A vision of the future Network

Europe is moving towards a new kind of ATM network. It will be built around the needs of the aircraft operator, providing a safe and cost-effective framework for aircraft operators to fly the routes they want with the Network Manager providing them with sufficient capacity in the air and on the ground to carry out their plans. It will require a new generation of Network Manager technologies. Cooperative Traffic Management will incorporate a range of ATFM concepts such as short-term ATFM measures, identifying target times, improving predictability and flight plan adherence. It will mean integrating all the current separate systems so that they interconnect and work with the outside world via a single gate with a single technology.

At its core are two simple concepts: give airlines the freedom to plan and fly the routes they want and exploit new automated technologies such as data link to be able to predict with greater accuracy where an aircraft will be at any point in its journey. By 2022, for example, free route airspace procedures will be in place throughout Europe in traffic areas of low to medium complexity.

This will mean airspace planners and airports will be able to manage the predicted traffic loads in a far more accurate way than they can now. After 20 years of stripping flow management out of air traffic control, demand and capacity balancing will be entirely integrated.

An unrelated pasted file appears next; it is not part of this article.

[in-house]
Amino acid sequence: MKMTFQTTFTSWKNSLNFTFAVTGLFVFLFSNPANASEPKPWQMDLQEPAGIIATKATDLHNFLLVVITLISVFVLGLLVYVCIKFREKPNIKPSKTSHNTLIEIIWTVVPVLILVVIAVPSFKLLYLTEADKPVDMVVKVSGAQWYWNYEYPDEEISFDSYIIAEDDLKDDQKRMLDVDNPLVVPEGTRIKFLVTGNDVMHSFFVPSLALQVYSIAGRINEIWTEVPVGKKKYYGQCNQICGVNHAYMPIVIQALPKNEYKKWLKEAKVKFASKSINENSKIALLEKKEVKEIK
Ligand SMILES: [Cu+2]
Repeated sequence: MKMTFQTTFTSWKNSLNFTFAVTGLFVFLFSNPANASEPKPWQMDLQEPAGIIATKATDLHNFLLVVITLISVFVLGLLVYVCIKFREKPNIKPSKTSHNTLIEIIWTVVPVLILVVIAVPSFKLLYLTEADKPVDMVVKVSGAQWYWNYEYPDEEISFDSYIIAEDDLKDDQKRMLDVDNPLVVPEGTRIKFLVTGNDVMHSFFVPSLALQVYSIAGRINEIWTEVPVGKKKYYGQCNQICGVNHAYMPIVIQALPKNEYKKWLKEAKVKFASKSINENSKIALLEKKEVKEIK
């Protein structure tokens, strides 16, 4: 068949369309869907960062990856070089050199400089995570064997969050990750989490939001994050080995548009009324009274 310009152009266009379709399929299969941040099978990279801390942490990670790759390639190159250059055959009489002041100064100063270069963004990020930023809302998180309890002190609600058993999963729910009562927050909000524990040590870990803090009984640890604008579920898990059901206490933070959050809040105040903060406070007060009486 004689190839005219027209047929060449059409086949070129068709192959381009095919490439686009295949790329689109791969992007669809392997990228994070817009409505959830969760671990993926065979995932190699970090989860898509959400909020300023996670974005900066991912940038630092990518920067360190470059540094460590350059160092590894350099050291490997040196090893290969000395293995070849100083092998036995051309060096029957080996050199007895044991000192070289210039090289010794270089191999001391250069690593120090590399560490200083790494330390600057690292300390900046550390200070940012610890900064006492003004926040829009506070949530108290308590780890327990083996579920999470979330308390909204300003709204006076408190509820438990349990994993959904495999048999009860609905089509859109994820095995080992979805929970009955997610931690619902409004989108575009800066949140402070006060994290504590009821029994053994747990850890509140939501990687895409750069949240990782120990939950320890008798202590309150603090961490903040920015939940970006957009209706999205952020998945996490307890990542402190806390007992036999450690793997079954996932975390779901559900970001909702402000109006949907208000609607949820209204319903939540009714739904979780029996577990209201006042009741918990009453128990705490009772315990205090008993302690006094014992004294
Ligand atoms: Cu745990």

The key to improving Network Management performance is predictability. 4D trajectories will become a reality in the next five years. Today, an aircraft has a departure time with a slot window of 15 minutes; in the next few years, if current research programmes are successful, this will gradually reduce to plus or minus three minutes. In parallel, the Network Manager is developing business-to-business connections between ATC, airlines, and airports that will enable data sharing in a much more seamless way. Future systems will have to deliver more capacity and more safety using 4D trajectory cooperative traffic management and the SESAR Joint Undertaking, Deployment Manager and Network Manager are working on collaborating to deploy validated solutions in support of this.

A new global information network will have to be created, for data to flow between ATC centres on the ground and eventually between ATC centres and the aircraft itself. The implementation of system-wide information management (SWIM) will be a key enabler, giving levels of highly precise predictability of aircraft positioning. It will enable direct ATM business benefits to be generated by assuring the provision of commonly understood quality information, delivered to the right people at the right time.

Given the transversal nature of SWIM - which is to go across all ATM systems, data domains, and business trajectory phases (planning, execution, post-execution) and the wide range of ATM stakeholders - it is not expected that one solution and certainly not one single technology will fit all. Nevertheless, it is recognised that global interoperability and standardisation are essential and SWIM is expected to be an important driver for new and updated standards. SWIM will be based on Service Oriented Architecture (SOA) and open and standard mainstream technologies.

EUROCONTROL Experimental Centre

Our research and development activities are contributing to shaping the future European air traffic management system.

Centre du Bois des Bordes CS 41 005
91222 Les Bordes
+33 1 69 88 75 00